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 Hans, Who Made The Princess Laugh 
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ONCE UPON A time there was a king, who had a daughter, and she was so lovely that the reports of her beauty went far and wide; but she was so melancholy that she never laughed, and besides she was so grand and proud that she said "No" to all who came to woo her—she would not have any of them, were they ever so fine, whether they were princes or noblemen.
      The king was tired of this whim of hers long ago, and thought she ought to get married like other people; there was nothing she need wait for—she was old enough and she would not be any richer either, for she was to have half the kingdom, which she inherited after her mother.
      So he made known every Sunday after the service, from the steps outside the church, that he that could make his daughter laugh should have both her and half the kingdom. But if there were any one who tried and could not make her laugh, he would have three red stripes cut out of his back and salt rubbed into them—and, sad to relate, there were many sore backs in that kingdom. Lovers from south and from north, from east and from west, came to try their luck—they thought it was an easy thing to make a princess laugh. They were a queer lot altogether, but for all their cleverness and for all the tricks and pranks they played, the princess was just as serious and immovable as ever.
      But close to the palace lived a man who had three sons, and they had also heard that the king had made known that he who could make the princess laugh should have her and half the kingdom.
      The eldest of the brothers wanted to try first, and away he went; and when he came to the palace, he told the king he wouldn't mind trying to make the princess laugh.
      "Yes, yes! that's all very well," said the king; "but I am afraid it's of very little use, my man. There have been many here to try their luck, but my daughter is just as sad, and I am afraid it is no good trying. I do not like to see any more suffer on that account."
      But the lad thought he would try anyhow. It couldn't be such a difficult thing to make a princess laugh at him, for had not everybody, both grand and simple, laughed so many a time at him when he served as soldier and went through his drill under Sergeant Nils.
      So he went out on the terrace outside the princess's windows and began drilling just as if Sergeant Nils himself were there. But all in vain! The princess sat just as serious and immovable as before, and so they took him and cut three broad, red stripes out of his back and sent him home.
      He had no sooner arrived home than his second brother wanted to set out and try his luck. He was a schoolmaster, and a funny figure he was altogether. He had one leg shorter than the other, and limped terribly when he walked. One moment he was no bigger than a boy, but the next moment when he raised himself up on his long leg he was as big and tall as a giant—and besides he was great at preaching.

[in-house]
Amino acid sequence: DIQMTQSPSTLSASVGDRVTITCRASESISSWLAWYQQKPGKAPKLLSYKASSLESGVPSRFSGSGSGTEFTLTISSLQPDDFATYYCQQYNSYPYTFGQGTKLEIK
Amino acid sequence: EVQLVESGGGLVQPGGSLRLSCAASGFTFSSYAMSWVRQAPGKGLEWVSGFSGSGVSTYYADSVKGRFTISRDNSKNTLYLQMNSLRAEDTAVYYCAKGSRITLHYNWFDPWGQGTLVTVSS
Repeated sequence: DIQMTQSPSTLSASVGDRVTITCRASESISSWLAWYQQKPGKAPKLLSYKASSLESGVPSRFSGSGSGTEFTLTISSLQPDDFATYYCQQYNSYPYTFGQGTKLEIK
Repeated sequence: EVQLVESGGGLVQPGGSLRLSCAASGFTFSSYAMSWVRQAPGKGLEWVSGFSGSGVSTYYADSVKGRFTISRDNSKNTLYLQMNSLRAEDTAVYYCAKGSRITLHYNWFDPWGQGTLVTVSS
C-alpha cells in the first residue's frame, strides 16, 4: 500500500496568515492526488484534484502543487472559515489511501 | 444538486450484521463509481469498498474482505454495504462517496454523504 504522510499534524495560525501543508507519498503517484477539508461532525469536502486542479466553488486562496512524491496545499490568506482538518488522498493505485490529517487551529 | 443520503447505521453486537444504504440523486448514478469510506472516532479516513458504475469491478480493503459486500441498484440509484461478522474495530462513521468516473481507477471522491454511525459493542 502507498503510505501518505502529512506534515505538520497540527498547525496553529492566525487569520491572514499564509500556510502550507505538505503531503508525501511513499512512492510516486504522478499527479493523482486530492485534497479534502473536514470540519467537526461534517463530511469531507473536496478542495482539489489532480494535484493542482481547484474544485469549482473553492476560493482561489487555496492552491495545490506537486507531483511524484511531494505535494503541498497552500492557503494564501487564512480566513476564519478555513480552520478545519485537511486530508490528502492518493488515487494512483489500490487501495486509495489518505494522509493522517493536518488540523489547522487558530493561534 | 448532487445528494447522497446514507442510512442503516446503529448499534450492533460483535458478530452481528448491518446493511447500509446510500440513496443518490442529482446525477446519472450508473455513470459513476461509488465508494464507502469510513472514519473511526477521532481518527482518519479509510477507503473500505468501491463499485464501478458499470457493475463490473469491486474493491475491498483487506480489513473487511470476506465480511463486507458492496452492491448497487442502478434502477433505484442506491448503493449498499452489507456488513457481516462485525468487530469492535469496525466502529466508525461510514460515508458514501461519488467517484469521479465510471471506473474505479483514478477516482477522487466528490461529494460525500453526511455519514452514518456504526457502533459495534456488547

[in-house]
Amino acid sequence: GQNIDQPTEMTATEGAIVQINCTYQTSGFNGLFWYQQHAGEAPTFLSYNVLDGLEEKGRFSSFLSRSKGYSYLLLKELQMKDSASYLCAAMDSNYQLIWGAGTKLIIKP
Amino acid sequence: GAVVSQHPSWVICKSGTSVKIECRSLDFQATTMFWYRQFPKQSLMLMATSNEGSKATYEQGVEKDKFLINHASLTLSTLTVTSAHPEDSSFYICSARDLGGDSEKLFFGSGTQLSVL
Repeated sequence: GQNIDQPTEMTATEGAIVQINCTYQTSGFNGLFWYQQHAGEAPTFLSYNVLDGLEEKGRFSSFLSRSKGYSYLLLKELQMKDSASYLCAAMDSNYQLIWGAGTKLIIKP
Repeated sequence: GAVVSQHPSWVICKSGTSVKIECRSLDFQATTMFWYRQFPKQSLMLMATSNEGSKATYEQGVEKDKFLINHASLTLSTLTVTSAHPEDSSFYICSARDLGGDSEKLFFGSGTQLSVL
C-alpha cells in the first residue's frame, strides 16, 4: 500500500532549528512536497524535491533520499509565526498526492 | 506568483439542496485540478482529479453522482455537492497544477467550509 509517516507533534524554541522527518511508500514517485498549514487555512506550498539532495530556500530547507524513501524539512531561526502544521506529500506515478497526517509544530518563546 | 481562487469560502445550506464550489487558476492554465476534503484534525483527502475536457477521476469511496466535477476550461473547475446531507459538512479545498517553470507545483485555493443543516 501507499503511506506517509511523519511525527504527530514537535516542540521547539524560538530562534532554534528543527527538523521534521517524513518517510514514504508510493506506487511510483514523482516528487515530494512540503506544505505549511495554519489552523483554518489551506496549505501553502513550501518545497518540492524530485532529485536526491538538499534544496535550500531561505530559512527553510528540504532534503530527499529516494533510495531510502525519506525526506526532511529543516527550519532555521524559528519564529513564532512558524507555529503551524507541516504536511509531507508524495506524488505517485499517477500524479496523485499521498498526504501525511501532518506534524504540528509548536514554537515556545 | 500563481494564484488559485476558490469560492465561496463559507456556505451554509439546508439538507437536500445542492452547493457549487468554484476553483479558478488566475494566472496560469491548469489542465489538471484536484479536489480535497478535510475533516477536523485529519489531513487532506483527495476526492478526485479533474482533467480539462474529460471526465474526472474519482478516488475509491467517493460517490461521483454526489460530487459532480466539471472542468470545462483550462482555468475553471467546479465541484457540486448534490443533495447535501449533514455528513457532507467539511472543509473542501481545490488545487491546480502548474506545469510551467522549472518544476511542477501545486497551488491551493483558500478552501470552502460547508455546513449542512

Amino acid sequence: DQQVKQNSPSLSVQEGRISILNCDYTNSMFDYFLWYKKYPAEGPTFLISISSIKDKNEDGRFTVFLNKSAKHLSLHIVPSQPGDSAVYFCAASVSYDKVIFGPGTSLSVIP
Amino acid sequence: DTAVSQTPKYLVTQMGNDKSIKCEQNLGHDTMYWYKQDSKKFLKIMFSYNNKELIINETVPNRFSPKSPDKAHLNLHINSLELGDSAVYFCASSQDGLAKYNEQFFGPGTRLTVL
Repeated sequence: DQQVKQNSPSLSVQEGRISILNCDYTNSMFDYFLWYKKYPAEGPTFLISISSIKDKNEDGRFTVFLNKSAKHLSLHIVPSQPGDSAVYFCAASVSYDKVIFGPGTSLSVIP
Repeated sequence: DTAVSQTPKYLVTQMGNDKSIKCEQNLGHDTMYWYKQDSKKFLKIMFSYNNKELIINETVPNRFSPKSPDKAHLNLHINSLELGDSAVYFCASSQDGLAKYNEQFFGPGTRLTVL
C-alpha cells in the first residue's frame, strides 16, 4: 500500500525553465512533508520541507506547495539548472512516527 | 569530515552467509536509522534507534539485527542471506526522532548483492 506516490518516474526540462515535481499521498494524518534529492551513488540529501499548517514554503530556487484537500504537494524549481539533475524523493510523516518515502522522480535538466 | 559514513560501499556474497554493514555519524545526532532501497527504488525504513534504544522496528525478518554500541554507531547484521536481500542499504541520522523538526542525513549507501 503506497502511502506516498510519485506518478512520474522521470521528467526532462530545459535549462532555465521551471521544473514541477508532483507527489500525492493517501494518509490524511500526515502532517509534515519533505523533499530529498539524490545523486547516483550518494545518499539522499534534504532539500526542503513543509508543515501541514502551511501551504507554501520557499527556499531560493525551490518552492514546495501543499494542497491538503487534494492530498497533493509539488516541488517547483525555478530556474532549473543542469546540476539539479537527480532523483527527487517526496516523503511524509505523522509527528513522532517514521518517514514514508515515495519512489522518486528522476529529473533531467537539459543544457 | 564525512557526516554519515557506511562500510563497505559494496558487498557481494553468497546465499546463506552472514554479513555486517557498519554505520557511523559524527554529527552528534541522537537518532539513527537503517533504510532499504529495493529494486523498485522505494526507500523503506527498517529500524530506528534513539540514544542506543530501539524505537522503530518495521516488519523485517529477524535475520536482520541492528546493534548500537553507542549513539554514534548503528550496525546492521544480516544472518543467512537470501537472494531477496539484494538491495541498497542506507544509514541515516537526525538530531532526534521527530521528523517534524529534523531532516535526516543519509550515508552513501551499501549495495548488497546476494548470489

When he came to the palace, and said that he wanted to make the princess laugh, the king thought that it was not so unlikely that he might; "but I pity you, if you don't succeed," said the king, "for we cut the stripes broader and broader for every one that tries."
      So the schoolmaster went out on the terrace, and took his place outside the princess's window, where he began preaching and chanting imitating seven of the parsons, and reading and singing just like seven of the clerks whom they had had in the parish.
      The king laughed at the schoolmaster till he was obliged to hold on to the door-post, and the princess was just on the point of smiling, but suddenly she was as sad and immovable as ever, and so it fared no better with Paul the schoolmaster than with Peter the soldier—for Peter and Paul were their names, you must know!
      So they took Paul and cut three red stripes out of his back, put salt into them, and sent him home again.
      Well, the youngest brother thought he would have a try next. His name was Hans. But the brothers laughed and made fun of him, and showed him their sore backs. Besides, the father would not give him leave to go, for he said it was no use his trying, who had so little sense; all he could do was to sit in a corner on the hearth, like a cat, rooting about in the ashes and cutting chips. But Hans would not give in—he begged and prayed so long, till they got tired of his whimpering, and so he got leave to go to the king's palace and try his luck.
      When he arrived at the palace he did not say he had come to try to make the princess laugh, but asked if he could get a situation there. No, they had no situation for him; but Hans was not so easily put off—they might want one to carry wood and water for the kitchenmaid in such a big place as that, he said. Yes, the king thought so too, and to get rid of the lad he gave him leave to remain there and carry wood and water for the kitchenmaid.
      One day, when he was going to fetch water from the brook, he saw a big fish in the water just under an old root of a fir-tree, which the current had carried all the soil away from. He put his bucket quietly under the fish and caught it. As he was going home to the palace, he met an old woman leading a golden goose.
      "Good day, grandmother!" said Hans. "That's a fine bird you have got there; and such splendid feathers too! he shines a long way off. If one had such feathers, one needn't be chopping firewood."

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